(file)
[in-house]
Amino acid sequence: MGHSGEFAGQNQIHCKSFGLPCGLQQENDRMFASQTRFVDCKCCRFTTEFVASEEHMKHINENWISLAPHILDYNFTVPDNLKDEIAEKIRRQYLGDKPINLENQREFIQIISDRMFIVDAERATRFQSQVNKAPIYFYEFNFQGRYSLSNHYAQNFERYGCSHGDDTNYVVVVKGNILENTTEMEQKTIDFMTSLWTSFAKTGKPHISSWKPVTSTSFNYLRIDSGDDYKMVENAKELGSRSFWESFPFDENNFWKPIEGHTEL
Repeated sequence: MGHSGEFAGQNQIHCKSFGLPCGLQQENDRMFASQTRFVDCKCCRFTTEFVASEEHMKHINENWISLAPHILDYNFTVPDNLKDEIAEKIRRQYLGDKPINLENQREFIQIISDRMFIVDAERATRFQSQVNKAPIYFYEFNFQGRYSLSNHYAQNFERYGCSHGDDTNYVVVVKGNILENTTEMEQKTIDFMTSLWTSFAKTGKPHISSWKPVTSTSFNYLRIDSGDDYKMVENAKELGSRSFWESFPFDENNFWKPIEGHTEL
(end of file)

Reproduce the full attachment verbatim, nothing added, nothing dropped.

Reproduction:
[in-house]
Amino acid sequence: MGHSGEFAGQNQIHCKSFGLPCGLQQENDRMFASQTRFVDCKCCRFTTEFVASEEHMKHINENWISLAPHILDYNFTVPDNLKDEIAEKIRRQYLGDKPINLENQREFIQIISDRMFIVDAERATRFQSQVNKAPIYFYEFNFQGRYSLSNHYAQNFERYGCSHGDDTNYVVVVKGNILENTTEMEQKTIDFMTSLWTSFAKTGKPHISSWKPVTSTSFNYLRIDSGDDYKMVENAKELGSRSFWESFPFDENNFWKPIEGHTEL
Repeated sequence: MGHSGEFAGQNQIHCKSFGLPCGLQQENDRMFASQTRFVDCKCCRFTTEFVASEEHMKHINENWISLAPHILDYNFTVPDNLKDEIAEKIRRQYLGDKPINLENQREFIQIISDRMFIVDAERATRFQSQVNKAPIYFYEFNFQGRYSLSNHYAQNFERYGCSHGDDTNYVVVVKGNILENTTEMEQKTIDFMTSLWTSFAKTGKPHISSWKPVTSTSFNYLRIDSGDDYKMVENAKELGSRSFWESFPFDENNFWKPIEGHTEL